Islamic fundamentalists ISIS have taken responsibility for yesterday’s hacking of French national TV network, TV5 Monde. The attack took out the network’s social media, web and TV networks and became front page news around the world.
But what are the implications of such an attack? To answer that question, CBR has asked five security experts for their thoughts and expert opinion on this much talked about cyber attack.
1. ‘Indicative of society’s increasing reliance on the Internet’
David Emm, Kaspersky Lab, commented:
"This is another example of the threats posed by hacktivism. Stealing money or confidential data is not the only motive behind attacks – sometimes the purpose of an attack is to make a political or social point. Unfortunately the rise of such attacks is indicative of society’s increasing reliance on the Internet. Almost all areas of our life now have an online aspect to them, so it’s hardly a surprise to find that social and political activity is moving online too. We also see real-world tensions and conflicts being reflected online – also an indication of how much the Internet is woven into the fabric of our lives.
"The problem is that today such attacks can be set up cheaply and easily, from almost anyone, whether that be a competitor, a dismissed employee, socio-political protesters or just a lone wolf with a grudge. As a result, we’ve seen the volume of targeted attacks rapidly increase in recent years. No matter how big or small an organisation is, the reality now is that everyone is at risk from a cyber-attack, so all organisations need to be vigilant. As with other forms of cyber-attack, attribution is not an easy thing to determine."
2. ‘At this stage it’s hard to assess the damage’
Edward Parsons, Senior Manager at KPMG’s cyber security practice said:
"This attack on TV5 Monde is the latest in a series of politically motivated cyber attacks: Until recently the most effective attacks have been conducted by groups closely aligned to state powers, with the recent attacks on US media outlets and financial institutions serving as an example of this. Unfortunately the capabilities and infrastructure previously reserved for nation states and their proxies have been commoditised and made available to all in online criminal marketplaces.
"At this stage it’s hard to assess the damage of this attack, beyond the reputational damage caused by website defacements and social media hijacking, but the disruption to broadcasts points is a concerning development. We have seen similar tactics being used in recent attacks against other media companies, where data theft has been coupled with material damage to servers and desktop computers. We may therefore see politically motivated cyber attacks become more damaging.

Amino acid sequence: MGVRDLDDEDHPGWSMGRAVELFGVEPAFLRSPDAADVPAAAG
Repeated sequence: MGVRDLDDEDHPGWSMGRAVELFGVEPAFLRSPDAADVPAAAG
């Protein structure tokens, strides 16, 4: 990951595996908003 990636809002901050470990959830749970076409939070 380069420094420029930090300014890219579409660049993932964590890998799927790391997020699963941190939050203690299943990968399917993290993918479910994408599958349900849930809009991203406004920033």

"Companies need to protect themselves from similar incidents by treating corporate social media accounts with the same governance and protection as you would apply to any corporate account. They must also ensure that internet facing services are patched regularly to remediate vulnerabilities that could be exploited in an attack, furthermore there needs to be a tried and tested response mechanism in place."
3. ‘Accurate attribution is almost impossible’
Gavin Millard, Technical Director of Tenable Network Security, told commented:
"Accurate attribution is almost impossible in a world where some of the core disciplines are manipulation and misdirection. The tagline "CyberCaliphate" and IS messaging were prominently displayed on the Facebook and Twitter profiles of TV5Monde, very similar to what has previously been seen in hacks, such as the Newsweek Twitter hijack back in February.
"Could this be a hacking collective aligned, sympathetic or part of IS, ISIL or ISIS? Maybe, but it could also be a group with no affiliation to the terrorist organisation using the media interest in the group to fan the flames of the breach to raise prominence and notoriety.
"News is slowly coming out that could indicate TV5Monde may have a less than stellar security posture, including the exposure of YouTube credentials in a recent TV interview. I’m sure we’ll see many commentators stating this was a "sophisticated and complex" attack, but the reality could be far simpler."
4. "There seems to be no silver bullet for this situation"
Snorre Fagerland, Researcher at Blue Coat‘s European security lab, said:
"The intrusion of TV5 Monde, similar to the Sony attack, shows that any entity on the Internet is a target now. All conflicts now have carry a likelihood for them to have a cyber dimension, because these attacks are cheap, easy, and relatively risk free.
"Unfortunately there seems to be no silver bullet for this situation.
"Modern computer systems are so interconnected and complex that there is always an opportunity for mischief if you are persistent; and in many case you don’t even have to be that. If the attacker cannot immediately find a way in, there’s always the human factor. And humans are – unfortunately – difficult to patch. Nevertheless, skilled people can make the difference between a win and a loss."
5. "Hackers are getting better and better"
Florian Malecki, marketing director of networking security at Dell, told CBR’s Jimmy Nicholls:
"One thing that we see more and more of is cyber-terrorist activity. In Western Europe there’s a good level of defence, but there’s other parts of the world where budgets and knowledge are not that high.
"What’s become more challenging is the level of knowledge: hackers are getting better and better. They also do their homework, so rather than target a large group of people, some are becoming more specific."
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